Behind the Scenes
IN DRAG RACER’S “BEHIND THE SCENES” COLUMN, VETERAN MOTORSPORTS JOURNALIST BILL HOLLAND ENDEAVORS TO SHINE THE SPOTLIGHT ON THOSE DESERVING RECOGNITION. This issue we’re turning the tables, making him the subject. The timing is perfect, because he’s being inducted into NHRA’s Hall of Fame at the California Hot Rod Reunion for his 50-plus years of involvement in hot-rodding.
For Bill, the journey started when he was 13. Home sick from school, his mom brought him a copy of Hot Rod Magazine to pass the time. Little did she know it would spark an interest that would never abate.
Born and reared in Hollywood, California, a mecca for hot-rodders at the time (Von Dutch was pinstriping cars around the corner from Bill's house), Bill regularly frequented San Fernando and Lions drag strips.
Bill's first “real job” after college was in the advertising department of the Hollywood Citizen-News and Valley Times newspapers. He also authored a motorsports column, “The World of Wheels,” which covered local races and items of interest to car enthusiasts. Close to the paper's North Hollywood offices was Fiasco Automotive, operated by his high school pal, Terry Clairmont, and Richard Johnson. They ran a blown small-block Chevy-powered MG TD in the Modified Sports class. After learning the ropes at Fiasco, and a brief stint with Dwight Salisbury and Bob Christensen, Bill teamed up with John Guedel in Top Fuel.
In 1967, their National Automotive Specialties car debuted and was runnerup at the Grand Opening of OCIR, setting the track ET record with Tom “The Mongoo$e” McEwen driving. Later, Guedel set the OCIR speed record at 223.88 mph with the Ed Pink-powered beauty, which also won
Best Appearing Car honors at the Hot Rod Magazine drags at Riverside and was on the cover of Drag Racing Magazine. National Automotive Specialties produced drag racing's first formal data-gathering system (Drag Log) and a squeeze-bulb hydrometer (after Bill grew tired of ingesting nitro while mixing fuel with a hose).
In 1967, Bill decided their T/F should appear on TV as part of Hollywood's famed Santa Claus Lane Parade in an effort to promote the sport. More parade appearances followed, with the 1968 edition seeing their revamped car sporting Art Linkletter's House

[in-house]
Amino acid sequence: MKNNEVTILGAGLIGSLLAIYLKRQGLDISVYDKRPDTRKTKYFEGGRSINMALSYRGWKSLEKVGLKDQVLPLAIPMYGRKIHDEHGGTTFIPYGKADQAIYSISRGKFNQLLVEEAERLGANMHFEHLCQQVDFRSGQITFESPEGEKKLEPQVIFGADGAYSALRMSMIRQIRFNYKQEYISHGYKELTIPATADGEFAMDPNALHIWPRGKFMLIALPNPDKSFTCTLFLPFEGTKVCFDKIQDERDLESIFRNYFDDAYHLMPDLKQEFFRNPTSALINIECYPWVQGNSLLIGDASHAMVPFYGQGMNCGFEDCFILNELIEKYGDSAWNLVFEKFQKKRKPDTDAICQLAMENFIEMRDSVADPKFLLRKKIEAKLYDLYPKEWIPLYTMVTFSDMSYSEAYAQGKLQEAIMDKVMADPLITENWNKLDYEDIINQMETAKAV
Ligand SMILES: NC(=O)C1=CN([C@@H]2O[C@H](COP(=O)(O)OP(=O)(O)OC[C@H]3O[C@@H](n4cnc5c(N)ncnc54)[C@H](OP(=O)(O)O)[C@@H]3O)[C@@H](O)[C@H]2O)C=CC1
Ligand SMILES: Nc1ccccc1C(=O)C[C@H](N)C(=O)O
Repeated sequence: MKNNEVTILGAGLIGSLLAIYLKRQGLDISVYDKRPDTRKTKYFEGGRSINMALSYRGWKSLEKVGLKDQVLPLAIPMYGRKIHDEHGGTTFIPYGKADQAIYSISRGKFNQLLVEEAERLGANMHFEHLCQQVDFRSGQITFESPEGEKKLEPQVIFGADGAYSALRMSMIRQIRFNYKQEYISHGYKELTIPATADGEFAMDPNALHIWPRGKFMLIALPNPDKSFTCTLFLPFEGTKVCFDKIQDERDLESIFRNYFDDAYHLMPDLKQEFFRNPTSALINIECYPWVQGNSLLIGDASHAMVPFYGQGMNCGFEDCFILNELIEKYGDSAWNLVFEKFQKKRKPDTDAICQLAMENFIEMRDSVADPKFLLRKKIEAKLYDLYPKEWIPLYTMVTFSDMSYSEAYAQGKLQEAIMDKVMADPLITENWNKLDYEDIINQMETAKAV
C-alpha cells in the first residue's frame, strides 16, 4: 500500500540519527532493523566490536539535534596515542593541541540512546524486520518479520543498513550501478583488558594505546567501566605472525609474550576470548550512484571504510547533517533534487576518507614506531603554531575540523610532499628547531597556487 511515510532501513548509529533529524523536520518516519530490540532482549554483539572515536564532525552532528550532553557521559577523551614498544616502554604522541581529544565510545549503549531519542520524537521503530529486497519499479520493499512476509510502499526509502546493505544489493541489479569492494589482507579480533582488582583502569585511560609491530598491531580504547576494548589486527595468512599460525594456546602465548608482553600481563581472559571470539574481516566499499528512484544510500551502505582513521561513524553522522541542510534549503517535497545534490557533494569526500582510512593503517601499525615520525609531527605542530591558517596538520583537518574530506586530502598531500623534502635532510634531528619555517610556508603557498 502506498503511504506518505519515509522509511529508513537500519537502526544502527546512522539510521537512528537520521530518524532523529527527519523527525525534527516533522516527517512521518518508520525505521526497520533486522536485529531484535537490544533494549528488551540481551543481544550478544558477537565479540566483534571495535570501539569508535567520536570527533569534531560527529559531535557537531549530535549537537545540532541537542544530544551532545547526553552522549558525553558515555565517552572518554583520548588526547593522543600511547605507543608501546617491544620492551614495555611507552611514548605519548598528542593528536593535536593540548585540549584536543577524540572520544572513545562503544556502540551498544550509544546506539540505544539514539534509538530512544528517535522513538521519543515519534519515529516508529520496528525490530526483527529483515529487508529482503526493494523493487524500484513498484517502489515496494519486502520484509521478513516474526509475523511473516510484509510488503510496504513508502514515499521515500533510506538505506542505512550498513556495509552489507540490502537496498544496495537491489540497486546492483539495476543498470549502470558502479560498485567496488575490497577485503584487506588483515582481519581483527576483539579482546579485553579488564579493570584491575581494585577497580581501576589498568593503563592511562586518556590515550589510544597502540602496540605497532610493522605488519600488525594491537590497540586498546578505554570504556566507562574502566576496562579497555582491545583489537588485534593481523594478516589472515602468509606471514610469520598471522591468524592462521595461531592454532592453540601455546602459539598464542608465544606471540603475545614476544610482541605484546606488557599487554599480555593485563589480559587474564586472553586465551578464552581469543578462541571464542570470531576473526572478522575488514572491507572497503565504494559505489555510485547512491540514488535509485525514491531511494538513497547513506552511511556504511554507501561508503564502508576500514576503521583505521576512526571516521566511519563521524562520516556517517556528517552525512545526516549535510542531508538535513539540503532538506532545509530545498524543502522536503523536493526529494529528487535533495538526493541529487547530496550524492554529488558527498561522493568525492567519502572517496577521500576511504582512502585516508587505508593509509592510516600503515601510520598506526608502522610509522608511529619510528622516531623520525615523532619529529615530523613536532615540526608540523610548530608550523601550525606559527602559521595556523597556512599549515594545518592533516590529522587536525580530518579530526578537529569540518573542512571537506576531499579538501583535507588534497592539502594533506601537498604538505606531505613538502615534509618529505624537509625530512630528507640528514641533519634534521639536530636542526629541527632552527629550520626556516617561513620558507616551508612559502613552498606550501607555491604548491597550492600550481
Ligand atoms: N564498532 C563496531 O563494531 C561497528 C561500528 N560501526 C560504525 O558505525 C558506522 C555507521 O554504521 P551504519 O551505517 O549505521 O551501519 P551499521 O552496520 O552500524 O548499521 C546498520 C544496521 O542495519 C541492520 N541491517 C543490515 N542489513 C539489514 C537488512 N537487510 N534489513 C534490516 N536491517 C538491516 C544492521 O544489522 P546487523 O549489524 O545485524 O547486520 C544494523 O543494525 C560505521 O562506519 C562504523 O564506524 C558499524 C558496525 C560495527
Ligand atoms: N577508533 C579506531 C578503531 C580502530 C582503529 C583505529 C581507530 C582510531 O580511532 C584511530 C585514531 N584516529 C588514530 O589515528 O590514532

Party livery, and in 1969 in tandem with their new Art Linkletter's All-American car and Dwight Salisbury's Smothers Bros./Beach
Boys digger. Their car was also featured in a Vogue Magazine spread—the first and only time the fashion world was exposed to drag racing. Movie and TV commercial appearances were also on the docket, which helped fund the car.
From 1967-70 Guedel and Bill also owned National Speed Shop in Canoga Park, California, and ran the cars out of the shop. They also
sponsored Ed Sigmon's illfated Pro Stocker (destroyed in a garage fire) and several sportsman cars.
Bill's drag racing and newspaper background merged in 1969 when
Wally Parks tabbed him to be the editor of NHRA's National Dragster. His five-year tenure saw monumental changes to the sport, including the transition from front- to rear-engined dragsters, the introduction of Pro Stock, and the tremendous surge in popularity of Funny Cars. NHRA membership tripled during that period. He also made use of his marketing background by doing ads for NHRA and a variety of manufacturers.
Seeing the need for specialized motorsports marketing, in 1974 he entered the advertising/PR business. Holland Communications, Inc. has been a SEMA member since 1975, and during the ensuing years, has worked with many well-known manufacturers. He also did PR projects for racers, including the late “240 Gordie” Bonin, Tom McEwen (Corvette 25th) and Don Prudhomme (Final Strike Tour). Bill also created what's believed to be the industry's first CD press kit, for “First in the Fours” Chuck Etchells.